Does you cockapoo jump and bite all the time? Do you sometimes think your pup might be crossed with a kangaroo and a snappy crocodile? The good news is you’re not alone. Jumping and biting are two of the most common behavioral problems when it comes to dogs. More good news that will have you jumping up and down (but hopefully not biting) with joy, is that there are ways to resolve both.
But before we get into that, let’s look at the reasons why your cockapoo is jumping and biting.
Jumping for joy
In most cases, a dog jumping on a human is just their way of saying hello. Unfortunately, the height difference between a human and a dog is one of the main reasons that they jump. After all, it’s the only way they can get in your face, literally, to say hello, I’m here.
Dogs also explore the world through their sense of smell. You’ve probably noticed when you’re out on a walk with your fur-legged friend, and they spot another pooch, they won’t only sniff each other’s bums, they’ll also smell one another’s faces. Jumping up at your face is merely them wanting to get a good whiff of you and your pheromones.
If you’re a doggy person (is there any other type) it’s easy to understand this behaviour and let’s face it, sometimes there’s nothing better than a big sloppy welcome home lick after a long, hard day. But for strangers who might not necessarily know this is normal, a dog jumping at them can be scary. And if your pup throws in a bit of biting too, it can be truly terrifying.
Love at first bite
Just like your cockapoo will jump with excitement to show her affection, she will also nip and bite to let you know just how much she loves you. And for her there’s nothing wrong with that. In fact, for a puppy, nipping is absolutely normal. It’s one of the ways they learn about boundaries and interaction with their siblings. And just like a parent will teach their toddler what acceptable social behaviour is, a pawrent should do the same with their pup with training.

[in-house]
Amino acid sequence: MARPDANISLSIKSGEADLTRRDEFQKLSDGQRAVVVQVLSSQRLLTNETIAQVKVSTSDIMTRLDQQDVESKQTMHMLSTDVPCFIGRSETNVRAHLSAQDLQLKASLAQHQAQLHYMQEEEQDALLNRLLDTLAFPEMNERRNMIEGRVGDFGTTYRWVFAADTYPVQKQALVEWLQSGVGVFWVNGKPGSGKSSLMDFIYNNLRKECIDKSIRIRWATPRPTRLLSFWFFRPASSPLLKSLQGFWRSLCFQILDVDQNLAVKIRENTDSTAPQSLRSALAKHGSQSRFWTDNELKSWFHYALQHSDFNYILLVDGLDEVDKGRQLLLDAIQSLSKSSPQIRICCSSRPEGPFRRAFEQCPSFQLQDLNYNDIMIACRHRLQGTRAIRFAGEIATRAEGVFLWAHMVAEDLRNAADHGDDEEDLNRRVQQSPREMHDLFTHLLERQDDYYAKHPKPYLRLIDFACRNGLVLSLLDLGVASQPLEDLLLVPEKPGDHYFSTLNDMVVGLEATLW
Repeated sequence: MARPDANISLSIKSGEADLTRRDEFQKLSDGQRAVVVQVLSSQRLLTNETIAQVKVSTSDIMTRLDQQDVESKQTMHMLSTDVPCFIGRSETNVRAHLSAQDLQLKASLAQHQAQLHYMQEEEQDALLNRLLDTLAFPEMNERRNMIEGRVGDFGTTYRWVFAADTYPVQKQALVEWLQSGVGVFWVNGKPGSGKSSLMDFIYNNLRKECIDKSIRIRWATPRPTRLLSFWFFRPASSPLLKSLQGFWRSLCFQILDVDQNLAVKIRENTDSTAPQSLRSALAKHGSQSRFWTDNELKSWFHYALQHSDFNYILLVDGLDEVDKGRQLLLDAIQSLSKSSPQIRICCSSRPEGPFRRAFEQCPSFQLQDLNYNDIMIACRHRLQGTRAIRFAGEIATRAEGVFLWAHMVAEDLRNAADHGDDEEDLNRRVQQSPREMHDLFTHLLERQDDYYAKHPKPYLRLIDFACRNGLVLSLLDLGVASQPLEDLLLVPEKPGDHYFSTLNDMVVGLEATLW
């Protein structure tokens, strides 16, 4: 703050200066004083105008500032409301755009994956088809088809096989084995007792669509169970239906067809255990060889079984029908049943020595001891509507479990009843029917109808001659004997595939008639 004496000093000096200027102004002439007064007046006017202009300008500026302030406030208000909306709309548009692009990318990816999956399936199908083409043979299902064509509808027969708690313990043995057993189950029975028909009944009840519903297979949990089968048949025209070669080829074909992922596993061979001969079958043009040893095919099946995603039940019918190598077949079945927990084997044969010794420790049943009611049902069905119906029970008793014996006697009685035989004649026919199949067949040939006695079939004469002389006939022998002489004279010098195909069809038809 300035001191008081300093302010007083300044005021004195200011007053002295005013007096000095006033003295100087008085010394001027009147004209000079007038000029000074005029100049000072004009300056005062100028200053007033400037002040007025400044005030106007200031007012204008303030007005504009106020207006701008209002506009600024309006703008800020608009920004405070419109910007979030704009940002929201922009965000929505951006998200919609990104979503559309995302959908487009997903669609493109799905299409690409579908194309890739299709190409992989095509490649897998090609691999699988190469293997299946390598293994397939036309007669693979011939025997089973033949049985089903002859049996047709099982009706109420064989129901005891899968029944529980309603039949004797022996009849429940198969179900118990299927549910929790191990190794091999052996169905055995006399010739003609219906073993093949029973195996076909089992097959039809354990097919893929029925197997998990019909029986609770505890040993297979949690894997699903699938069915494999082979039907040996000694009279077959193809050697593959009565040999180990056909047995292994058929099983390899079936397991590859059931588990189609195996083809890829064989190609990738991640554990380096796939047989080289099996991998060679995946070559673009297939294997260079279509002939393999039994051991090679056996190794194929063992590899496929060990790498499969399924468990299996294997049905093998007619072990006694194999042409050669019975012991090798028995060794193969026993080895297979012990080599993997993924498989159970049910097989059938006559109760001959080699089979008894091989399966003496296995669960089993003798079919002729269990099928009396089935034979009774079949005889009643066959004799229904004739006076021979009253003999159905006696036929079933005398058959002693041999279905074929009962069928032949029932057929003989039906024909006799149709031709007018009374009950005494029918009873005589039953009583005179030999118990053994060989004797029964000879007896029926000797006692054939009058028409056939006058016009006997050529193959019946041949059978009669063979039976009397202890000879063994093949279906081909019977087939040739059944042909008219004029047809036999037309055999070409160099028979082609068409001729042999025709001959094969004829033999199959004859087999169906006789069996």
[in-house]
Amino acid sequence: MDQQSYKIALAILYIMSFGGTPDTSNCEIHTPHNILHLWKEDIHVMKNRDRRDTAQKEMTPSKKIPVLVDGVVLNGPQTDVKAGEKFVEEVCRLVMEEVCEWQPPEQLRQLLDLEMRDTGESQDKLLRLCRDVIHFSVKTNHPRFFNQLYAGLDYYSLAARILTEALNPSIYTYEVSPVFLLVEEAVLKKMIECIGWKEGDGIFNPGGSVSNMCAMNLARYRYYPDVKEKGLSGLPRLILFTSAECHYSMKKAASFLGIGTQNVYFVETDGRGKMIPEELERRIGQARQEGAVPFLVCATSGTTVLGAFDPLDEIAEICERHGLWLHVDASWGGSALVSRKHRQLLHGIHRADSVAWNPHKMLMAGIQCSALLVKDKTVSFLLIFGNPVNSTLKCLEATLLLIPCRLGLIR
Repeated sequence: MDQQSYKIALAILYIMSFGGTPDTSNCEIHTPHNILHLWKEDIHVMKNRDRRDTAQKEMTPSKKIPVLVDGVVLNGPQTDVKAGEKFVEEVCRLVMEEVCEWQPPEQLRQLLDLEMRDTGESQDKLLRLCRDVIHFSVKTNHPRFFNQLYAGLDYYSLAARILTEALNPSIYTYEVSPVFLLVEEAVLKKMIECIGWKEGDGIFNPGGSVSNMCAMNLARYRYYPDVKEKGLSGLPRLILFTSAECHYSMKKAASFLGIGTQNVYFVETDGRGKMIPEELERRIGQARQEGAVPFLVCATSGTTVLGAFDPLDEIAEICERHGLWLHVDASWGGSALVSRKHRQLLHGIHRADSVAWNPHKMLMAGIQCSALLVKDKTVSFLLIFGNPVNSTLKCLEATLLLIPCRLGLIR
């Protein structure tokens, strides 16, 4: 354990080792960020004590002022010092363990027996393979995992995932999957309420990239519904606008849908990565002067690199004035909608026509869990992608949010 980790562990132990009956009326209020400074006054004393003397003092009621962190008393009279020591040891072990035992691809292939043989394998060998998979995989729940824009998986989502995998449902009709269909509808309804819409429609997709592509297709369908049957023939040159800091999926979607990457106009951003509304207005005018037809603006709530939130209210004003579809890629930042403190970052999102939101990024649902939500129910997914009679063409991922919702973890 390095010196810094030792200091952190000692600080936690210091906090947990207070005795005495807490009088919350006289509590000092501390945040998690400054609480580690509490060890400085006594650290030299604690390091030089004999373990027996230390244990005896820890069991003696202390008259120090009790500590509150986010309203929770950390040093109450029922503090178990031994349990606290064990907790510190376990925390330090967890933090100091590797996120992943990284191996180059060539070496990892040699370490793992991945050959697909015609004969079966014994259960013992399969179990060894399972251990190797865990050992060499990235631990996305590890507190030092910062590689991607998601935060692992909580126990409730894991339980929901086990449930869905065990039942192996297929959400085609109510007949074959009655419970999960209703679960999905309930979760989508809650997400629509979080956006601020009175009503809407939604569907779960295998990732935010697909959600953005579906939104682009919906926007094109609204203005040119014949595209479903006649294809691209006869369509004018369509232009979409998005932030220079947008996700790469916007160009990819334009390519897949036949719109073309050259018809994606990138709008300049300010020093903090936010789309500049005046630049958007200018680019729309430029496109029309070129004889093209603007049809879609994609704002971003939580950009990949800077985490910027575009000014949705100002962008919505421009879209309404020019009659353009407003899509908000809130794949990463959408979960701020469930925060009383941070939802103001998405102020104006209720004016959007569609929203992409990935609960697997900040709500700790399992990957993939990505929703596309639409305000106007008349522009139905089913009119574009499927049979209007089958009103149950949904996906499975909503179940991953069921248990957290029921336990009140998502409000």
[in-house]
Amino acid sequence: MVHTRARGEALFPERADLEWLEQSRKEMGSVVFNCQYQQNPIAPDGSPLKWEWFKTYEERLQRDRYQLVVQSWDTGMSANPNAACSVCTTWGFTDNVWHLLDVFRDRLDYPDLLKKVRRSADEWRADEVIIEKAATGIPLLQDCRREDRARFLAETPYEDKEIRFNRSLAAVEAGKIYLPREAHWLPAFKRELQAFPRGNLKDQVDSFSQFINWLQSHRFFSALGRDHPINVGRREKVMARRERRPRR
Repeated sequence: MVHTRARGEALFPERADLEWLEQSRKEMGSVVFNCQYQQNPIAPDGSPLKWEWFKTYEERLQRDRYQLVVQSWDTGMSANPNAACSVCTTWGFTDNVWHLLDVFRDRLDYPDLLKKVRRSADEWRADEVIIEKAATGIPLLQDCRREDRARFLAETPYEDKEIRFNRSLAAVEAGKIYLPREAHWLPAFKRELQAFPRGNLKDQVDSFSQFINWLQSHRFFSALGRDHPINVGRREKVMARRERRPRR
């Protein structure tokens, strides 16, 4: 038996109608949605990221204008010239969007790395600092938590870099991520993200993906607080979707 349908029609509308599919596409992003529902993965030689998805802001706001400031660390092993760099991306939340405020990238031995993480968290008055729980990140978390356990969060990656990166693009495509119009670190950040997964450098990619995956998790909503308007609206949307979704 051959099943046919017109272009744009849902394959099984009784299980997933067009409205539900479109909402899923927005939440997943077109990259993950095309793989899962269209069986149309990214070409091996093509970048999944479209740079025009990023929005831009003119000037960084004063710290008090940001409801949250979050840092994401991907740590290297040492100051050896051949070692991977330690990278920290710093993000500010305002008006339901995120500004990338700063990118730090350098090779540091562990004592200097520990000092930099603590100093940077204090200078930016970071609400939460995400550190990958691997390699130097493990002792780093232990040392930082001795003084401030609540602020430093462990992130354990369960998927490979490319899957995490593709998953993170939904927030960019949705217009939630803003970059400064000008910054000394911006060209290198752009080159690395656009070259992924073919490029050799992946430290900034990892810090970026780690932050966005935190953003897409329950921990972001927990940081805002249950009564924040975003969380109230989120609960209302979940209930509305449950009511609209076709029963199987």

Nipping it in the bud
As we mentioned earlier, biting and jumping is completely normal canine behaviour but it’s best to nip it in the bud as soon as possible.
The first rule is to never react. Your dog’s jumping and biting is her way of playing and you reacting, positively or negatively only reinforces the “game”. On the other hand, shouting and wagging your finger will make them confused, thinking they have upset you when all they want to do is play.
Cockapoos are especially smart, which means training them to stop jumping and biting will be a fairly quick process. The key is consistency so that your pooch doesn’t get mixed signals.
Chances are your pup is jumping because they want to get your attention, or they want to get at whatever is in your hand, be it a toy or a treat. You need to show him the only way he’ll get either is by sitting patiently, with all four paws on the floor.
When your pup jumps on you, turn away without saying a word, If you’re sitting or kneeling and he jumps, you need to stand up and turn away. This teaches him that his bad behaviour won’t be rewarded in any way, and as long as he’s misbehaving, his human is boring and unresponsive.
Wait for him to stop jumping. Depending on the levels of excitement, this could take a few seconds or a couple of minutes. He may stop and stare at you, or he might get bored and run off. This what you want.
It is essential that redirect his behaviour. Tell him to sit and as soon as he does so, reward him with what he was wanting, be it your attention or the treat or toy that was in your hand.
Should he start jumping again, turn away immediately. Remember, the key is consistency. It won’t take long for your cockapoo to learn that jumping equals a boring, uninterested human and sitting means treats, praise and play time.
A pup bites because it’s fun, but his siblings and mom keep him in check, letting him know when it’s getting out of hand. You need to carry on teaching him the difference between biting and “soft mouthing”.
When your cockapoo bites hard, you need to make a loud sound, like “uh uh” or “ouch” and then turn your back to him and walk away. This teaches him that biting means no play time and no interaction with his human.
Wait a little while, giving him no attention at all.
Once he has calmed down, show him other ways to get your attention. This could be him touching your hand with his nose, mouthing your hand softly or even pawing you. If he goes back to biting, you need to go back to being boring, getting up and walking away.
There really is no reason to panic if your pup is jumping and biting because, with the right training, both issues can be sorted out relatively easily and quickly. Taking your pup for socialisation classes will show him what is acceptable behaviour, whether it’s interacting with other dogs or with people.